Category Archives: Small Shrubs

Black Gooseberry

Black gooseberry (Ribes divaricatum)
Ribes divaricatum

Black gooseberry (Ribes divaricatum) is a deciduous shrub that grows up to 8ft tall with arching stems. The white flowers usually bloom in mid-spring and are a favorite of hummingbirds and butterflies. The berries are small and offer a great food source for wildlife.

The plant prefers moist soil and can grow in both full sun and semi-shade. Please note that the plant does have sharp thorns, and precautions should be taken if planting in areas used by young children and pets.


  • Light Requirements: Full Sun, Part Shade
  • Water Requirements: Moist
  • Ease of Growing: Easy to grow
  • Growth Rate: Moderate
  • Spreads: Yes
  • Wildlife Support: Pollinators, Hummingbirds, Birds or Mammals
  • Edible: Yes
  • Mature Height: 5-8ft
  • Mature Width: 3-5ft

Baldhip Rose

Baldhip Rose (Rosa gymnocarpa)
Rosa gymnocarpa

Baldhip rose (Rosa gymnocarpa) is a low rhizomatous shrub, growing up to 5 feet high. The plant is widespread and common throughout Oregon. It provides food and shelter for a variety of birds and mammals and attracts pollinators and other beneficial insects.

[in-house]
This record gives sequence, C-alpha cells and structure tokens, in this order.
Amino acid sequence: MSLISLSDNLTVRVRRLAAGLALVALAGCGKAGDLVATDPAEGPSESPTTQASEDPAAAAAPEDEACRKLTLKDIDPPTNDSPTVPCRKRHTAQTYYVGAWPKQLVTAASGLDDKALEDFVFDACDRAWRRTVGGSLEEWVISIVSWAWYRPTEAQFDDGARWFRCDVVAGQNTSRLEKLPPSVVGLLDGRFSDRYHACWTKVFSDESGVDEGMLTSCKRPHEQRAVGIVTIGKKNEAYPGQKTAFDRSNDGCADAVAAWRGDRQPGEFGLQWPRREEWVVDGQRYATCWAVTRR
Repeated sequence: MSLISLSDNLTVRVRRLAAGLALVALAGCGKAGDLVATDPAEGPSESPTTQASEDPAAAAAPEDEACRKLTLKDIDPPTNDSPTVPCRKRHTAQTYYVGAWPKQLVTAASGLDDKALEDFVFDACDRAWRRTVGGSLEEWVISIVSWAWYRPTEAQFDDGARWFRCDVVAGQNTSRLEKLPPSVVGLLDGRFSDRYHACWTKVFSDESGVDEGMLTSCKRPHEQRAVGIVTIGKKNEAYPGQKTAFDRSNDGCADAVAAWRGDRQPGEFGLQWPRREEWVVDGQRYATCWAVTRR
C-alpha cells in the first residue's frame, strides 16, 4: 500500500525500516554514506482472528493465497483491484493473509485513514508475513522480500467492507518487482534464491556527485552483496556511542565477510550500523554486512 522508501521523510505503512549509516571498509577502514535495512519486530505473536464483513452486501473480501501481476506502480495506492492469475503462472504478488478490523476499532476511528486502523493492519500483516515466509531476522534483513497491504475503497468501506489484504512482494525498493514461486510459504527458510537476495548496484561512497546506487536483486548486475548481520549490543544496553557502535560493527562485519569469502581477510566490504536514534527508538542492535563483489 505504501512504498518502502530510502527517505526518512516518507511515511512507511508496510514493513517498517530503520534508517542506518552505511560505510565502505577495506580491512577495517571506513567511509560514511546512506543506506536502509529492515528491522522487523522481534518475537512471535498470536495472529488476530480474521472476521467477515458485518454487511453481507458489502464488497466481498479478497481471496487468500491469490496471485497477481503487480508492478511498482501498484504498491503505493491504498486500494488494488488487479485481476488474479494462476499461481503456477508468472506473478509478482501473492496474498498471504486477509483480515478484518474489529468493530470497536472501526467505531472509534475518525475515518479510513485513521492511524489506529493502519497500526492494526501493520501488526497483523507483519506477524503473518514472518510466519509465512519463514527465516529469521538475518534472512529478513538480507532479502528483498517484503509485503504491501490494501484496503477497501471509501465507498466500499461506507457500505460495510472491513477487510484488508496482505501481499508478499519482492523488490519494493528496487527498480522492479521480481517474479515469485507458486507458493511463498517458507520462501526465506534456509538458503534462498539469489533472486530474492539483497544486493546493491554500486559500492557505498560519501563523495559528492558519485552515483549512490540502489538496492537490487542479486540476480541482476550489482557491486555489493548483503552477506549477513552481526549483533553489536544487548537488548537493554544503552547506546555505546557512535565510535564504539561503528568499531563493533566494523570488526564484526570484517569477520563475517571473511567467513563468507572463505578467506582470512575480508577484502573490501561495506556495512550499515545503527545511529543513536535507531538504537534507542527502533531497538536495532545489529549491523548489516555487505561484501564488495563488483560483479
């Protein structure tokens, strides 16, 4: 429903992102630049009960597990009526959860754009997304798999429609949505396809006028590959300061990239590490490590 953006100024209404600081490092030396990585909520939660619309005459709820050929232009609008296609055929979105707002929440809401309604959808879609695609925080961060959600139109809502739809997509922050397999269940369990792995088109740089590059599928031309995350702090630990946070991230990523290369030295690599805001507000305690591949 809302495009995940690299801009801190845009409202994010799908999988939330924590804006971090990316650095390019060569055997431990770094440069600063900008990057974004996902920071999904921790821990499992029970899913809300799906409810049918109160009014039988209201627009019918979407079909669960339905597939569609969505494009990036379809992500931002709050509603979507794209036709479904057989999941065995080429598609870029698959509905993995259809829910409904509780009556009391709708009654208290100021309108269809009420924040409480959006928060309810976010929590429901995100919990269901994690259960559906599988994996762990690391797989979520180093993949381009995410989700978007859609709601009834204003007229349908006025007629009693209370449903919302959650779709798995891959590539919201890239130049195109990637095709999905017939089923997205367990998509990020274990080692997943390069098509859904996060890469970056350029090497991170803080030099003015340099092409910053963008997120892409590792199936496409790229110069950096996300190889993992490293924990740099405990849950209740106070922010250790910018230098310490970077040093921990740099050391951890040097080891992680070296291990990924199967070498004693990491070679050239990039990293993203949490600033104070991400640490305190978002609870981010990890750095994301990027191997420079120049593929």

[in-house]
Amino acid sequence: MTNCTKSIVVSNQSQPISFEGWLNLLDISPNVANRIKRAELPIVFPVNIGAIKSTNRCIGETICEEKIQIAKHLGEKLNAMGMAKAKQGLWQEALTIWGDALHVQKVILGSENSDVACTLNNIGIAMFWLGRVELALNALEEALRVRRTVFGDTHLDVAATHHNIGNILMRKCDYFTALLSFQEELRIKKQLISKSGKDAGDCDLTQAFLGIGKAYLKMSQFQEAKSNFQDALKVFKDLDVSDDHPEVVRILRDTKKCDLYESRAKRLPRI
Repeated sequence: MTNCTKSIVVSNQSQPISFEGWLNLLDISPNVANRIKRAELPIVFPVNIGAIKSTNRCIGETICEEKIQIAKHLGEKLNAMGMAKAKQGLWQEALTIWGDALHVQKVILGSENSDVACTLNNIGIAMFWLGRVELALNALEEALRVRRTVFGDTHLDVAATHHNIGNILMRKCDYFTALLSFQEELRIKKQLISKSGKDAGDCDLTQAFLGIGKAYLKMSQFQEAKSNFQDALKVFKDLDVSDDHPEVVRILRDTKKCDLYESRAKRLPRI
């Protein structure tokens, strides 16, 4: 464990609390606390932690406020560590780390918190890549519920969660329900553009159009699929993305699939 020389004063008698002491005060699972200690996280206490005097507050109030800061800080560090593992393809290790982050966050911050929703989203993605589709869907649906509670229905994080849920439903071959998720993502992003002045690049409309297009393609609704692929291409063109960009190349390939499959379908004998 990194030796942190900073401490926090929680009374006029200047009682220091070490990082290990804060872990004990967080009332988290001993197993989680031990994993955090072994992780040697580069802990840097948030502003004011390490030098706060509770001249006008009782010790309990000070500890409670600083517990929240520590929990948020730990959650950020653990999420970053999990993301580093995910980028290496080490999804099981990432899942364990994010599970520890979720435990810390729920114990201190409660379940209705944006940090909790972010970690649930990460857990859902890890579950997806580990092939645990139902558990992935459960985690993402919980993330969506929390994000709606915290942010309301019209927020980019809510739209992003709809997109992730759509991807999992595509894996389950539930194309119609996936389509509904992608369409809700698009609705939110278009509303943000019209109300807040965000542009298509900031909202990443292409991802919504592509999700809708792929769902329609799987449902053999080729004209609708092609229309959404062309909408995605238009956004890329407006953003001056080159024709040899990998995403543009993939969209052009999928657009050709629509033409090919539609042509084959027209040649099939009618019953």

Baldhip rose leaves are compound and deciduous with 5-9 1.5-inch leaflets. Thorns are thin and straight, ranging from numerous to sparse. Flowers are pink and fragrant, blooming in late spring. Half-inch rose hips are orange to scarlet and edible. This rose tolerates full sun to partial shade and is drought tolerant. Rosa gymnocarpa hybridizes with other roses.


  • Light Requirements: Full Sun, Part Shade
  • Water Requirements: Dry, Moist
  • Ease of Growing: Easy to grow
  • Growth Rate: Moderate
  • Spreads: Yes
  • Wildlife Support: Pollinators, Hummingbirds, Pest-eating Insects, Birds or Mammals
  • Edible: No
  • Mature Height: 5ft
  • Mature Width: 3-5ft

Golden Currant

Golden Currant (Ribes aureum)
Ribes aureum